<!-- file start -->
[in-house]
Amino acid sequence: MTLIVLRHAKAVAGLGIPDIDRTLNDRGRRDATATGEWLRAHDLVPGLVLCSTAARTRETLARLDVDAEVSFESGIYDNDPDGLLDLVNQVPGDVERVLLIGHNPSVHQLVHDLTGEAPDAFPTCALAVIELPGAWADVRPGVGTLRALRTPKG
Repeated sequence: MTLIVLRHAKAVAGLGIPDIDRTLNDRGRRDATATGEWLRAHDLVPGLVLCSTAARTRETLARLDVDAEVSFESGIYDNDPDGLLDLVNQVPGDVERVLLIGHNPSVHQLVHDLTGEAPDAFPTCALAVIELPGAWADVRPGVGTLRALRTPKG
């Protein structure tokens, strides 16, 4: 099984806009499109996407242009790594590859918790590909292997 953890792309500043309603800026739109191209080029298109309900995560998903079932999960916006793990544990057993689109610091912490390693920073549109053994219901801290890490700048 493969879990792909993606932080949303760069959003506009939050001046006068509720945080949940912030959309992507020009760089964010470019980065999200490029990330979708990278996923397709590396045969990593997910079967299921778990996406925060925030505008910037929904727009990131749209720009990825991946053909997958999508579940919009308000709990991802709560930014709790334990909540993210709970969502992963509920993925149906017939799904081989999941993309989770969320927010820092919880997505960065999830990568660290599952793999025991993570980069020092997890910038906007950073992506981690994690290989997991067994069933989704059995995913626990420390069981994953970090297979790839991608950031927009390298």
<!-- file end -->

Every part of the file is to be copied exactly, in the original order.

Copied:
[in-house]
Amino acid sequence: MTLIVLRHAKAVAGLGIPDIDRTLNDRGRRDATATGEWLRAHDLVPGLVLCSTAARTRETLARLDVDAEVSFESGIYDNDPDGLLDLVNQVPGDVERVLLIGHNPSVHQLVHDLTGEAPDAFPTCALAVIELPGAWADVRPGVGTLRALRTPKG
Repeated sequence: MTLIVLRHAKAVAGLGIPDIDRTLNDRGRRDATATGEWLRAHDLVPGLVLCSTAARTRETLARLDVDAEVSFESGIYDNDPDGLLDLVNQVPGDVERVLLIGHNPSVHQLVHDLTGEAPDAFPTCALAVIELPGAWADVRPGVGTLRALRTPKG
């Protein structure tokens, strides 16, 4: 099984806009499109996407242009790594590859918790590909292997 953890792309500043309603800026739109191209080029298109309900995560998903079932999960916006793990544990057993689109610091912490390693920073549109053994219901801290890490700048 493969879990792909993606932080949303760069959003506009939050001046006068509720945080949940912030959309992507020009760089964010470019980065999200490029990330979708990278996923397709590396045969990593997910079967299921778990996406925060925030505008910037929904727009990131749209720009990825991946053909997958999508579940919009308000709990991802709560930014709790334990909540993210709970969502992963509920993925149906017939799904081989999941993309989770969320927010820092919880997505960065999830990568660290599952793999025991993570980069020092997890910038906007950073992506981690994690290989997991067994069933989704059995995913626990420390069981994953970090297979790839991608950031927009390298």